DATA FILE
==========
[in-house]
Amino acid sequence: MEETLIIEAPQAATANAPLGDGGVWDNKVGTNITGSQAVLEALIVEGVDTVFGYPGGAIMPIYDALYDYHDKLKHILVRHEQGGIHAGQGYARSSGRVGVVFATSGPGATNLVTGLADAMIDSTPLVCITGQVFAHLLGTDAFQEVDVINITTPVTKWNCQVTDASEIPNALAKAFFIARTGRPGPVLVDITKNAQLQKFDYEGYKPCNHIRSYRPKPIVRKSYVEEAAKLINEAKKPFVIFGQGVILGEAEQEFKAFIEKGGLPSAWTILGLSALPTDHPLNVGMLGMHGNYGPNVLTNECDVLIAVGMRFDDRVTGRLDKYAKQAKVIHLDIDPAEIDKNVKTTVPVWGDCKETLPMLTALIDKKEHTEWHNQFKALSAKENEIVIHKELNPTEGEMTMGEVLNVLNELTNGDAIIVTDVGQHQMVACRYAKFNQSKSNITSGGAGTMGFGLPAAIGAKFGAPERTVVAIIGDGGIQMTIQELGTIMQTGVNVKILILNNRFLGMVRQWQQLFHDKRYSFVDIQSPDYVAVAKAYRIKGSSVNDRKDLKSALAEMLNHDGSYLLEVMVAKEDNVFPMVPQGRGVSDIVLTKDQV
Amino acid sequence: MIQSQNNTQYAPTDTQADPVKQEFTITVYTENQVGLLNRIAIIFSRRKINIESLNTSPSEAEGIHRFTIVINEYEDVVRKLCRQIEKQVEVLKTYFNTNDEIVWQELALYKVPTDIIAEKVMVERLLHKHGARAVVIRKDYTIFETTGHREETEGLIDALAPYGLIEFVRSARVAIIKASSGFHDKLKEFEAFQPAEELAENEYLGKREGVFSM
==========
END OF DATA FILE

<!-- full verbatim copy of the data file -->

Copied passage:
[in-house]
Amino acid sequence: MEETLIIEAPQAATANAPLGDGGVWDNKVGTNITGSQAVLEALIVEGVDTVFGYPGGAIMPIYDALYDYHDKLKHILVRHEQGGIHAGQGYARSSGRVGVVFATSGPGATNLVTGLADAMIDSTPLVCITGQVFAHLLGTDAFQEVDVINITTPVTKWNCQVTDASEIPNALAKAFFIARTGRPGPVLVDITKNAQLQKFDYEGYKPCNHIRSYRPKPIVRKSYVEEAAKLINEAKKPFVIFGQGVILGEAEQEFKAFIEKGGLPSAWTILGLSALPTDHPLNVGMLGMHGNYGPNVLTNECDVLIAVGMRFDDRVTGRLDKYAKQAKVIHLDIDPAEIDKNVKTTVPVWGDCKETLPMLTALIDKKEHTEWHNQFKALSAKENEIVIHKELNPTEGEMTMGEVLNVLNELTNGDAIIVTDVGQHQMVACRYAKFNQSKSNITSGGAGTMGFGLPAAIGAKFGAPERTVVAIIGDGGIQMTIQELGTIMQTGVNVKILILNNRFLGMVRQWQQLFHDKRYSFVDIQSPDYVAVAKAYRIKGSSVNDRKDLKSALAEMLNHDGSYLLEVMVAKEDNVFPMVPQGRGVSDIVLTKDQV
Amino acid sequence: MIQSQNNTQYAPTDTQADPVKQEFTITVYTENQVGLLNRIAIIFSRRKINIESLNTSPSEAEGIHRFTIVINEYEDVVRKLCRQIEKQVEVLKTYFNTNDEIVWQELALYKVPTDIIAEKVMVERLLHKHGARAVVIRKDYTIFETTGHREETEGLIDALAPYGLIEFVRSARVAIIKASSGFHDKLKEFEAFQPAEELAENEYLGKREGVFSM